Tuesday, 12 November 2013

Review - Loups=Garous (2010 - Dir. Junichi Fujisaku)

Ever since Fermat's Last Theorem got solved I've been waiting for another tricky equation to have a crack at. And now I've got one: Loups=Garous. Mmm, I'm not sure that the majority of mathematicians are quite prepared for that one yet. But I'm going to spend the next eight years of my life proving it and star in my own documentary on BBC2.

I'm going to zoom off on a tangent now before I actually get on with the review. It's possibly not a secret that I'm not a big mobile phone user (for some evidence check out one of our vintage intermissions - Retro Phones, and yes, I still own and use that phone). Because I rarely use my phone, I am in the privileged position of being able to observe others using their mobile devices. I'm not going to give any judgements, I'll just detail some things I've noticed:

  • Walking along with one other person chatting away when suddenly they start to use their phone. (I believe that this is called phubbing.)
  • Two people in the same room communicating on Facebook.
  • A man and a woman - possibly partners - sat in a cafe for twenty minutes having a nice cup of tea. They didn't talk to each other the whole time due to phone usage.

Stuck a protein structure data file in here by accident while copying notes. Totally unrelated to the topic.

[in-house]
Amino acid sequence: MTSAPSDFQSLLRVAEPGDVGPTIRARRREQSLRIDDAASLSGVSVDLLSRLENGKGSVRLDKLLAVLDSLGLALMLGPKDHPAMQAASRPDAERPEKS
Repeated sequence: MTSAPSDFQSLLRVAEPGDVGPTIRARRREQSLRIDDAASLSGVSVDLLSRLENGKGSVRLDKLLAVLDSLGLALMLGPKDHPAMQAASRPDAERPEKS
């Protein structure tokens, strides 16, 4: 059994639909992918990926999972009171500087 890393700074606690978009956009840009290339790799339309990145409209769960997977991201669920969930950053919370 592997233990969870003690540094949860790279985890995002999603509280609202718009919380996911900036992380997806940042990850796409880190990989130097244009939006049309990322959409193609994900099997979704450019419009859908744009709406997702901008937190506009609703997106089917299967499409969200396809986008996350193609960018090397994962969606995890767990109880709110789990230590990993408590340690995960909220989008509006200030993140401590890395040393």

• A family of four sat in a service station having a nice cup of tea. Again no interaction between any of them.
  • A mother walking along with a baby in a pushchair and/or a toddler, not engaging in any attempt at communication, yet again due to phone bothering. (I've seen this numerous times.)
  • Going to a popular music concert only to be severely disappointed because virtually no-one danced. They were too busy holding up their phones to record it.
  • A young woman with a new iPhone out in town gets it nicked and her mum gets saddled with a rather long contract.
  • The same young woman with another new iPhone on the toilet, drops it down it. Her mum gets saddled with a rather long contract at the same time as the previous one. Cheers.
  • A young woman (a different one this time) with a new iPhone out in town gets some dubious substance put in her beverage and wakes up to find her phone missing (and saddled with a rather long contract - but at least she paid for it herself).
  • I was on a course recently and everyone was engaged in the thrilling subject of lone working. It got to dinner time and the bloke said that we could get some snap (translation - dinner, or alternative translation for people who are wrong - lunch). As soon as he'd said this, I sat back and had a little stretch. Everyone else, and that's nine people, immediately got out their phones and started fiddling, their eyes glued to their screens. It was silent. I looked around amazed and slightly concerned that I'd slipped back in time to a fifties black and white science-fiction fable in the style of Children of the Damned.
"Wait a minute. Just on Facebook. Want to see our Rachel's having for her dinner."

In all of the above cases no-one actually used their phone to ring someone up and talk to them. I went to Italy relatively recently and the culture was very different there. People still used mobiles, but they used them as literal mobile phones, to chat to others using their vocal cords.